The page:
Half of U.S. consumers believe the overhaul of the credit card industry will have no impact on them, according to Maritz Inc.

The St. Louis market research firm found that 75% of U.S. households were familiar with the regulations President Obama signed into law this year, but they were divided on the impact the rules would have.

Maritz surveyed 2,666 adults online from Oct. 8 to Oct. 14 to measure awareness of the Credit Card Accountability, Responsibility and Disclosure Act, which will restrict many practices when it goes into full effect Feb. 22.

Fifty percent said they expected to feel no impact, 17% said they expected a negative impact and another 17% expected a positive impact. Roughly 6% expected a "significant positive impact" and 4% expected a "significant negative impact."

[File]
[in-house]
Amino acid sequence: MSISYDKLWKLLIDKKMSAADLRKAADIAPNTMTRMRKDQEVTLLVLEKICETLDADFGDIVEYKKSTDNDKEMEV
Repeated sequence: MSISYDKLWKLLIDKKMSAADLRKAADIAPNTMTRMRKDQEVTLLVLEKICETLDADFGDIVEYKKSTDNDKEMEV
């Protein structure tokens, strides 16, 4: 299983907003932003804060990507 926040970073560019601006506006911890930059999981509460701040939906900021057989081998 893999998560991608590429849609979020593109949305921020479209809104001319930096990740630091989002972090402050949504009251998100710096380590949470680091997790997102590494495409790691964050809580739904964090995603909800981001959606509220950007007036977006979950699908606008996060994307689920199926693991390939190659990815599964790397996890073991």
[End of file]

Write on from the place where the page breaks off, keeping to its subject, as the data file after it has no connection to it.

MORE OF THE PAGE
Six percent were unsure what impact the new rules would have. Around 42% of respondents reported seeing recent interest rate increases on their cards, while 29% reported the recent notification of higher minimum payments, 28% reported recent credit-line reductions, 22% reported the recent imposition of new or higher annual fees, and another 22% reported recent rewards-benefit reductions.

Forty percent said they usually pay their credit card bill in full each month and 60% said they tend to carry a balance.

"I was surprised that consumers' familiarity with the new regulations was so high, given the fact that many credit card issuers are still contemplating changes they will make in response to the law," said Rich Brose, the senior director of strategic consulting for Maritz's financial services group.

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